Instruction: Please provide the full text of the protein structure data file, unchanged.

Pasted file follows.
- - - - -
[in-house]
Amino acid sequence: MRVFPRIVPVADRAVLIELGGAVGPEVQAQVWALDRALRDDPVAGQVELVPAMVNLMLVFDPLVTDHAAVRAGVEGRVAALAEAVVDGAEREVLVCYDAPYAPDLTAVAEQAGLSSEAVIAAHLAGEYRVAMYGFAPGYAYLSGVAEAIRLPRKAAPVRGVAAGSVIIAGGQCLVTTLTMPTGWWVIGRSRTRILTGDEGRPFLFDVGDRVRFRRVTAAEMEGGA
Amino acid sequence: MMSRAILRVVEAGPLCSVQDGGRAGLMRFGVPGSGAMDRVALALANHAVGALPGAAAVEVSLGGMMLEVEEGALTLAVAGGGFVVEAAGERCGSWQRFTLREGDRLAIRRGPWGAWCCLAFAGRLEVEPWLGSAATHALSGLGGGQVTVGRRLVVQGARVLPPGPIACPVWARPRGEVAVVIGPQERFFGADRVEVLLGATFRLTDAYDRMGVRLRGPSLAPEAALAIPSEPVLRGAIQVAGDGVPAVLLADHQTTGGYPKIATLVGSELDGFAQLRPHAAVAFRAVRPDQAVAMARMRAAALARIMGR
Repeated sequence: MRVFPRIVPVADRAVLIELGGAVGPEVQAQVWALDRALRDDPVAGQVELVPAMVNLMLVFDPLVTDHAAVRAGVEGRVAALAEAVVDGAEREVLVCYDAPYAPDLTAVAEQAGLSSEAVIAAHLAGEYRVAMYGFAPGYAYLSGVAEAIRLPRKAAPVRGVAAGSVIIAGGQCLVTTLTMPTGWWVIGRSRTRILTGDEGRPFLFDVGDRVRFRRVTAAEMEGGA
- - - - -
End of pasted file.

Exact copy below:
[in-house]
Amino acid sequence: MRVFPRIVPVADRAVLIELGGAVGPEVQAQVWALDRALRDDPVAGQVELVPAMVNLMLVFDPLVTDHAAVRAGVEGRVAALAEAVVDGAEREVLVCYDAPYAPDLTAVAEQAGLSSEAVIAAHLAGEYRVAMYGFAPGYAYLSGVAEAIRLPRKAAPVRGVAAGSVIIAGGQCLVTTLTMPTGWWVIGRSRTRILTGDEGRPFLFDVGDRVRFRRVTAAEMEGGA
Amino acid sequence: MMSRAILRVVEAGPLCSVQDGGRAGLMRFGVPGSGAMDRVALALANHAVGALPGAAAVEVSLGGMMLEVEEGALTLAVAGGGFVVEAAGERCGSWQRFTLREGDRLAIRRGPWGAWCCLAFAGRLEVEPWLGSAATHALSGLGGGQVTVGRRLVVQGARVLPPGPIACPVWARPRGEVAVVIGPQERFFGADRVEVLLGATFRLTDAYDRMGVRLRGPSLAPEAALAIPSEPVLRGAIQVAGDGVPAVLLADHQTTGGYPKIATLVGSELDGFAQLRPHAAVAFRAVRPDQAVAMARMRAAALARIMGR
Repeated sequence: MRVFPRIVPVADRAVLIELGGAVGPEVQAQVWALDRALRDDPVAGQVELVPAMVNLMLVFDPLVTDHAAVRAGVEGRVAALAEAVVDGAEREVLVCYDAPYAPDLTAVAEQAGLSSEAVIAAHLAGEYRVAMYGFAPGYAYLSGVAEAIRLPRKAAPVRGVAAGSVIIAGGQCLVTTLTMPTGWWVIGRSRTRILTGDEGRPFLFDVGDRVRFRRVTAAEMEGGA